Covid may trigger Parkinson’s, Alzheimer’s

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Australian researchers found that covid can activate the same inflammatory response as some neurodegenerative diseases.

Covid-19’s notorious spike protein has yet another trick up its sleeve, with University of Queensland researchers finding that it can trigger a similar neurological response to Parkinson’s and Alzheimer’s proteins.

The research team studied the effect of the virus on lab-grown human microglia cells, which form part of the brain’s immune defence and play a role in the progression of degenerative brain conditions.

Writing in Nature: Molecular Psychiatry, the authors found the spike protein could prime or activate the microglia via the ACE2 enzyme, which then promoted NLRP3 inflammasome activation (NOD-, LRR- and pyrin domain-containing protein 3), with that inflammation leading to the neurological symptoms seen in some covid survivors.

“Further, this process may be enhanced in the presence of neurodegenerative disease triggers such as ?-synuclein aggregates, supporting a possible role for covid-19 in triggering brain diseases such as Parkinson’s Disease.”

In other words, covid’s spike protein can anger the brain’s immune cells, switching on the same inflammasome pathway that Parkinson’s and Alzheimer’s proteins activate, and effectively triggering the onset of neurodegenerative diseases.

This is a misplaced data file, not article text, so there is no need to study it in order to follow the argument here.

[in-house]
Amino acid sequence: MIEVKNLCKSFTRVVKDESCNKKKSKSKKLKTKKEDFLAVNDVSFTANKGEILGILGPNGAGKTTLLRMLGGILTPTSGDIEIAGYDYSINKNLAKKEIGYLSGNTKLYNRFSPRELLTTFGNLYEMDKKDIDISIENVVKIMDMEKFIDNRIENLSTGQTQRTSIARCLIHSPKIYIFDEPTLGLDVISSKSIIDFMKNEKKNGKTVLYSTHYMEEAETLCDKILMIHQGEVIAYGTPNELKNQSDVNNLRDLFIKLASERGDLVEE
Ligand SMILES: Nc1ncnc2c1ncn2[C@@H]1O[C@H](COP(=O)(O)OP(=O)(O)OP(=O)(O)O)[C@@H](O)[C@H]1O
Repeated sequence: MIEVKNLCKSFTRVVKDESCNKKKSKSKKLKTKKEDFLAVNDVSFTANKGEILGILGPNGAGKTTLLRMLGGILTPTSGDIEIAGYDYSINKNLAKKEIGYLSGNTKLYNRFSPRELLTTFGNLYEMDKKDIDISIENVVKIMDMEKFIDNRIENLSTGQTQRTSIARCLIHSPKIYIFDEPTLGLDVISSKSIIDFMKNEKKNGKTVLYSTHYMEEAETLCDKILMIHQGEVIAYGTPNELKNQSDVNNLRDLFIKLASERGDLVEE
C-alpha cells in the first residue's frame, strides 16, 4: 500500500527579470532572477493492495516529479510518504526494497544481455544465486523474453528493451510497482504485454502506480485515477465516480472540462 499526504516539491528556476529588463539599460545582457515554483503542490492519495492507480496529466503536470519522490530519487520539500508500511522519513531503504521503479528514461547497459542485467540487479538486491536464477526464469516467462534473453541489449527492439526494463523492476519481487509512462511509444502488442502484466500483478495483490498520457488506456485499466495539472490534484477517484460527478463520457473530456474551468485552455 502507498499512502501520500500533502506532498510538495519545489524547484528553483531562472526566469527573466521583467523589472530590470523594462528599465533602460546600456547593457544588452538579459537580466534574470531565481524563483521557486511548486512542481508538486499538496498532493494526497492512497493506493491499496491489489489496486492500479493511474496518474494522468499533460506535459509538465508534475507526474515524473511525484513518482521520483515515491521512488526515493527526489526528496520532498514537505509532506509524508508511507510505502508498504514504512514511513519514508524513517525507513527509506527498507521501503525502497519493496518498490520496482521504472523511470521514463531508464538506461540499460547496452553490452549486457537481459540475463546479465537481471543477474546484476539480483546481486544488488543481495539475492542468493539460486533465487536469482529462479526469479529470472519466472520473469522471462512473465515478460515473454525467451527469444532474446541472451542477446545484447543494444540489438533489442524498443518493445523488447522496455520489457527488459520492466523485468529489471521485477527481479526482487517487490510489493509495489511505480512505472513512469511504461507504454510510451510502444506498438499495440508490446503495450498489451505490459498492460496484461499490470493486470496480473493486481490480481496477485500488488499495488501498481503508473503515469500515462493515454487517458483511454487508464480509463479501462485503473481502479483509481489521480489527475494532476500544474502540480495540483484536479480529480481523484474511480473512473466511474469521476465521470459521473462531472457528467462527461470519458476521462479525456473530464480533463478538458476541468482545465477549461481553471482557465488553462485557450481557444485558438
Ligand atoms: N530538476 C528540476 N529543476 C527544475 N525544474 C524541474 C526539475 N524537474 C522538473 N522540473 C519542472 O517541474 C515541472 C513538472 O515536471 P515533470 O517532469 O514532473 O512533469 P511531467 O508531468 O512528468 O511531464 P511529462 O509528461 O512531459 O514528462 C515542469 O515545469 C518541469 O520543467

“So if someone is already predisposed to Parkinson’s, having covid-19 could be like pouring more fuel on that ‘fire’ in the brain,” lead author and neuroinflammation researcher Professor Trent Woodruff said.

“The same would apply for a predisposition for Alzheimer’s and other dementias that have been linked to inflammasomes.”

The good news, though, is that research has already started on treatments to inhibit NLRP3 inflammasome activation for use in Parkinson’s patients, which the study authors believe could also be used in covid-driven neurological manifestations.

Experimental NLRP3 inhibitors developed at UQ successfully blocked the inflammatory pathway activated by covid, and reduced inflammation in the lab-grown microglia cells.

“Further research is needed, but this is potentially a new approach to treating a virus that could otherwise have untold long-term health ramifications,” Professor Woodruff said.

Molecular Psychiatry 2022, online 1 November

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